GEIPAN is one of the remaining government official investigations still present today. The project was formed in 1977 and originally named Groupe d’Etudes de Phenomenes Aerospatiaux Non identifies (GEPAN) before changing to Service d’expertise de rentree atmospherique Phenom (SERPA) in 1988, before settling with Groupe d’etudes et d’informations sur les phenomenes aerospatiaux non identifies (GEIPAN) in 2005. GEIPAN was established directly under the French Space Agency CNES Director General. GEIPAN found the same thing as other projects of other countries did: That a large amount of recorded cases of UFO sightings had mundane explanation. However, in 2007, following a 30-year investigation, about 28% of the total cases are still unexplained and of Type D category. In April 2010, GEIPAN found out that 23% of total cases were of Type D.
The PM of Grenada, Eric Gairy, lobbied the UN General Assembly to address UFO issues in the late 1970s. A panel was held on July 14, 1978 in order that the UN Secretary General Kurt Waldheim could be informed about this issue. As a result of this meeting, the UN decided that an agency or a department on the UN needed to be established to undertake, coordinate, and disseminate results of research into UFOs and related occurrences.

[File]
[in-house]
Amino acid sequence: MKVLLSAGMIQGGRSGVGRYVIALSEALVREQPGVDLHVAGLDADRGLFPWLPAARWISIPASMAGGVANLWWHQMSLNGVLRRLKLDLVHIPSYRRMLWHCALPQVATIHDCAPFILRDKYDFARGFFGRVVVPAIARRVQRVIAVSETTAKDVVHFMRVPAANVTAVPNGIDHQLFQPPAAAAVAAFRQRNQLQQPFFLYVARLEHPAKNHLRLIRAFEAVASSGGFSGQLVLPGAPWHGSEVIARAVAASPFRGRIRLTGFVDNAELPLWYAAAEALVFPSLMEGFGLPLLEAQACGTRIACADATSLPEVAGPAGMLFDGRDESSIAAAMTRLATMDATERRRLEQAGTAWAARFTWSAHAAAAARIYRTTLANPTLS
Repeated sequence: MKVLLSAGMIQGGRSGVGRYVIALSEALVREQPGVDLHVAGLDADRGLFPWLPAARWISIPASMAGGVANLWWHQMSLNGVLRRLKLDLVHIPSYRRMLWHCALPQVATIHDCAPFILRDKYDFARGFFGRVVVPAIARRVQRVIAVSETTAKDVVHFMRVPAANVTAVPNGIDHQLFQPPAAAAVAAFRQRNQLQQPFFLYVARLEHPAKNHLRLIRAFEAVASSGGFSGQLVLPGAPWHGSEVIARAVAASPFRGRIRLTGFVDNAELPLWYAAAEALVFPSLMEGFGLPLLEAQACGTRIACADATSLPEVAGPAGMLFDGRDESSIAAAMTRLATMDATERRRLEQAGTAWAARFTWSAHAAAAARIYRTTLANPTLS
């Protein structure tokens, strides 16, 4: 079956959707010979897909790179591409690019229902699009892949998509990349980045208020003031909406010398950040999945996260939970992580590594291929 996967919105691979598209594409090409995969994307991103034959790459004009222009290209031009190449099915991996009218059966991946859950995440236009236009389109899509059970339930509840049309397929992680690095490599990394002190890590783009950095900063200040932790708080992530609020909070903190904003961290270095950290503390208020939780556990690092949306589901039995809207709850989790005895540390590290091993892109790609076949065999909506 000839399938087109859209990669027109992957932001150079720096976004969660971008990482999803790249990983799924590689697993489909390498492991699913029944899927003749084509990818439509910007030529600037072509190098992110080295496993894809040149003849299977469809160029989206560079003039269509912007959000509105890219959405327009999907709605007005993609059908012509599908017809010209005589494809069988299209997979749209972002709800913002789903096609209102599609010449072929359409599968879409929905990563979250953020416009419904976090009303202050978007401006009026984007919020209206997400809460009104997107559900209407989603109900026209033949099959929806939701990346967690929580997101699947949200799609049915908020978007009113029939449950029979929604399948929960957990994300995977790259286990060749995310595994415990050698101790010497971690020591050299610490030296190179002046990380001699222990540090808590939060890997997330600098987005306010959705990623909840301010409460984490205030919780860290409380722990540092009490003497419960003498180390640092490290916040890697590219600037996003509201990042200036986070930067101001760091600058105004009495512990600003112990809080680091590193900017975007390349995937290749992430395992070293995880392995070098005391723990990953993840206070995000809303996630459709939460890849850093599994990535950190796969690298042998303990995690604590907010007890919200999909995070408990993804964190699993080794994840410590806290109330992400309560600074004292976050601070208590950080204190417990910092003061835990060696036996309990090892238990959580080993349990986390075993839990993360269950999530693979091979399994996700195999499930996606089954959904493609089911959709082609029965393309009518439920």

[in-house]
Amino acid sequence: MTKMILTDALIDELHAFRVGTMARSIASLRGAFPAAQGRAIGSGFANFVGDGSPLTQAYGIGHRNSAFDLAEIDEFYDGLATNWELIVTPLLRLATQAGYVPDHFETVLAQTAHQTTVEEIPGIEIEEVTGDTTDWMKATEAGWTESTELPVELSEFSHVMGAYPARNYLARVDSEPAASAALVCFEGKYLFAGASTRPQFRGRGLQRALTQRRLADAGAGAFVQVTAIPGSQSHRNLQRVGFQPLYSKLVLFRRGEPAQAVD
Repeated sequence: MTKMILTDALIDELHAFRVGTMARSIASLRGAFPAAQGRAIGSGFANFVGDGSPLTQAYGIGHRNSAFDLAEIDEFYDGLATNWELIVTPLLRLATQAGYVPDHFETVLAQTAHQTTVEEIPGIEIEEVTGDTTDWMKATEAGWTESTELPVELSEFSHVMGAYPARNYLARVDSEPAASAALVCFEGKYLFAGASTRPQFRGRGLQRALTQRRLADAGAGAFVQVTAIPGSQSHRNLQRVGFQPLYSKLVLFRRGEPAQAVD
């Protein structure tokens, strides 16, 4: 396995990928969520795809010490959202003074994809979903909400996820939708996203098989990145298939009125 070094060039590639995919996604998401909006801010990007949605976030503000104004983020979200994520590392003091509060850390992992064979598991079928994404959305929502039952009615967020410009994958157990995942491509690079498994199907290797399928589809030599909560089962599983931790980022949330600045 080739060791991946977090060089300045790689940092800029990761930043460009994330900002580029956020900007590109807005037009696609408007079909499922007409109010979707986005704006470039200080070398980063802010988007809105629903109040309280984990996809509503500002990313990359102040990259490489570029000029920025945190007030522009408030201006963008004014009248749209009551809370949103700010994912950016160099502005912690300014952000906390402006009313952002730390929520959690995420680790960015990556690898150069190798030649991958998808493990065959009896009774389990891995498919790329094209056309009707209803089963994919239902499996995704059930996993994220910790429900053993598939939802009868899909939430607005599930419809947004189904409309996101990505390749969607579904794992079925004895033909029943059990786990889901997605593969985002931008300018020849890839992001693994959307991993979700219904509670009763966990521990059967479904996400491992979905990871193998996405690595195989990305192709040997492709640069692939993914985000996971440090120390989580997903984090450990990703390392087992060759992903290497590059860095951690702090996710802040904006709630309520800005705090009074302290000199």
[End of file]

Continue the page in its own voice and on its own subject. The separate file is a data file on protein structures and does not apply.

Project Hessdalen was formed in Hessdalen, Norway and has been an ongoing effort to investigate UFO since 1981. The area near Hesdallen has been a location where unidentified objects commonly observed. The Norwegian Defense Research Establishment provides support and https://homebetqq.com technical assistance for the project along with the University of Oslo and the University of Bergen. Project Hessdalen also received support from Project Embla from 1999 t0 2004. EMBLA as composed of Italian scientists with Ph.D. Massimo Teodorani of the Instituto di Radioastronomia di Bologna as its leader. Project EMBLA speculated that atmospheric plasma is the source of UFO reports in Hessdalen.